Tuesday, July 11, 2006

Raising the bar for single-channel ships

Identifying the Need-

The venerable R.C.S. America had been in service fora year and 8 months, when I finally got around to asking the question, "how good can I make a single-channel ship"?

As the America's age advanced, two major problems needed to be addressed for the next generation of 1-channel ships (1-channel ships are those which use only 1 radio channel, usually rudder, The ship just goes at one constant speed, until you catch it or otherwise force it to stop).

The first problem was the quality of the fiberglassing. Despite the solid appearance of the America's initial coat of fiberglass, she developed cracks along the bottom corners of the hull, allowing water to corrupt the cardboard of the hull. In he next generation, an extra coat or 2 of fiberglass would be required to guard against cracking.

The second problem concerned propulsion. I was beginning to feel the America's power was barely enough for a ship of her size. Not wanting to trouble myself with a 2-channel boat, I remembered the original configuration of the Sovereign of the Seas. She had not one but 3 radio-shack 18,000rpm motors. While she turned out to be too heavy for those, certainly 2 motors would yeild better results on a ship the size of America.

Therefore, the propulsion for the new ship was determined. 2 Radio Shack motors, single-channel radio. Now I just had to select the ship to model.


The Itallian Michaelangelo-class ship had long been on my list of ships to build R/C. The real ships were built in 1965 for the Genoa-New York run. In fact, I started an 8-foot hull of her in high school, 10 years ago. However, when I came back to the design in November of 2005, I felt more inclined to build the lesser-known "Raffaello". I sent away for the deck plans, and they were very very helpful.

The completion of the Raffaello took no more than 3 weeks, which is fairly standard for a ship of her size. She finished up at 60 inches, 5 inches longer than the America.

The detail of her superstructure far exceeded that of the America. The deck plans made that possible. They also made her accurate proportions possible. I was careful to make note of the differences between the Raffaello and Michaelangelo. The funnels were an extra rewarding challenge. As you can see in actual photos of the real ships, They are an intricate maze of latticework. I contemplated making them solid black-sided, with white paper strips wrapping around the black sides for support, but I am very glad I did them open-air like they should be!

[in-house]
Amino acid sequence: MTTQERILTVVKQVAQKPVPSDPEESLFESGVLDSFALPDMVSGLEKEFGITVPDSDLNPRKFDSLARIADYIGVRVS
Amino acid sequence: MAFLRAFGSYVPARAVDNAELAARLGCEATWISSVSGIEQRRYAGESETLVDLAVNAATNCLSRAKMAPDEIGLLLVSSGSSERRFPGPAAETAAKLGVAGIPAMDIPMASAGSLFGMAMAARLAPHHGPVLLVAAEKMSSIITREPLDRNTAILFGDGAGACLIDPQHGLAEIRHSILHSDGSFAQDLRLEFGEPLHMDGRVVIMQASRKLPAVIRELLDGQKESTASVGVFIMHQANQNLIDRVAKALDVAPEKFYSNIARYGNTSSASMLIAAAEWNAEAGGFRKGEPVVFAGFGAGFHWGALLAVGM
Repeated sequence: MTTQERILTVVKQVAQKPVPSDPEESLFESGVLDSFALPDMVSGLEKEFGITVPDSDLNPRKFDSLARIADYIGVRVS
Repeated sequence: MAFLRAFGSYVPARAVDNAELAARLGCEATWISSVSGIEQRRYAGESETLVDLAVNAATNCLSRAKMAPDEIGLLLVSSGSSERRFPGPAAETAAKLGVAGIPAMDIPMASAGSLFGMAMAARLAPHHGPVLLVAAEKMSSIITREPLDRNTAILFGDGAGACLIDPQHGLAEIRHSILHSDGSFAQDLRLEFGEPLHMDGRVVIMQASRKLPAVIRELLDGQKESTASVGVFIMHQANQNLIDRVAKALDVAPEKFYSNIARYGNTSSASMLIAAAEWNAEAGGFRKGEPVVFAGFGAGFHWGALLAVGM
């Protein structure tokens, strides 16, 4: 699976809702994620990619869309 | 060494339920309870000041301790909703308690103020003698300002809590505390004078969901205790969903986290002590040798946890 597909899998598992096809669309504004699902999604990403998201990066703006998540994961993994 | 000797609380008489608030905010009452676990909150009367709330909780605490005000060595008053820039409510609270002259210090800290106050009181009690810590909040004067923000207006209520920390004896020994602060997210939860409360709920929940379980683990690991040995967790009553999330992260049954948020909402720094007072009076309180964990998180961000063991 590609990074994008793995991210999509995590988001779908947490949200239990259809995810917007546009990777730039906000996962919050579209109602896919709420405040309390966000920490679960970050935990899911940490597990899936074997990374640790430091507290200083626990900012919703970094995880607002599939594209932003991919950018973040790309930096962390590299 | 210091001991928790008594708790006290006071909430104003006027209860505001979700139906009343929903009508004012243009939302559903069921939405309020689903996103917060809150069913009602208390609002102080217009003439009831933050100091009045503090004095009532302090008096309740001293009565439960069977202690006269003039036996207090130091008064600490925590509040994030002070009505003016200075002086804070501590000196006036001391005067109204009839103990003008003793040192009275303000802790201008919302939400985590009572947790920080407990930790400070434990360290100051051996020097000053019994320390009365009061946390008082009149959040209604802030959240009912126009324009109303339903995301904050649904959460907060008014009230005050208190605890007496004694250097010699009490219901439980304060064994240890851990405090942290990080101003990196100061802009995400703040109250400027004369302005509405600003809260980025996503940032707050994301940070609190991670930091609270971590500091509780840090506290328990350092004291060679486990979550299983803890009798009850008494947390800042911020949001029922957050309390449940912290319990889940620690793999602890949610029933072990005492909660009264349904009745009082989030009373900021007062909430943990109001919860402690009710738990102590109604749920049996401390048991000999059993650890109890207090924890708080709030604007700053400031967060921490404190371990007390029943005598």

Service Life-

The R.C.S. Raffaello began her life on the morning of December 3rd, 2005, at the Mesa Model Yacht Club Boat Show on Dobson Lake. To mark her first voyage, I decked her out with confetti.

Immediately I noticed major improvements in her speed and performance compared to the America, and for a time, she reigned supreme as the best specimen of single-channel ships.

Though no longer the overall best single-channel ship in the Green Sea Fleet, she raised the bar more than perhaps any other ship since the Queen Mary 2. Her sleek lines and detail make her still the best looking ship for some, and her construction will likely see her sailing for many years.

Tuesday, November 01, 2005

The Zenith of 1-channel R/C boats

I am proud to announce the new R.C.S. (radio controlled ship) Raffaello!

Raffaello is now in the formal planning stages. Her hull is set to begin construction on Saturday, November 5th, 2005. When completed, she will be 60 inches, or 5 feet long.

I have begun by drawing the full-size plans in paper, which will be transferred directly to the cardboard during construction.

She is being constructed on an enforced scale of .66 inches = 10 feet. With the aid of deck plans in my possesion, she will actually be fully in scale (unlike the Ecstasy or Zuiderdam). This is a technique I will also use on next year's Queen Mary model. When finished, the Raffaello will LOOK like the real ship more than any R/C model I have built yet!

While only using 1 radio channel, like the America or Kamloops, she will have 2 motors. She will be 5 inches longer than the America. Only a few inches shorter than the Zuiderdam!

Please visit this page throughout the coming weeks as I will be updating regularly with pics of her construction, starting with the keel laying.

The Raffaello was constructed in 1965, and together with her sistership Michelangelo, was the last of the Itallian Superliners. Barely 10 years after her completion, she was retired and never sailed again. After becoming a floating barracks for the Iranian military, she was sunk by Iraqi aircraft during the Iran-Iraq war.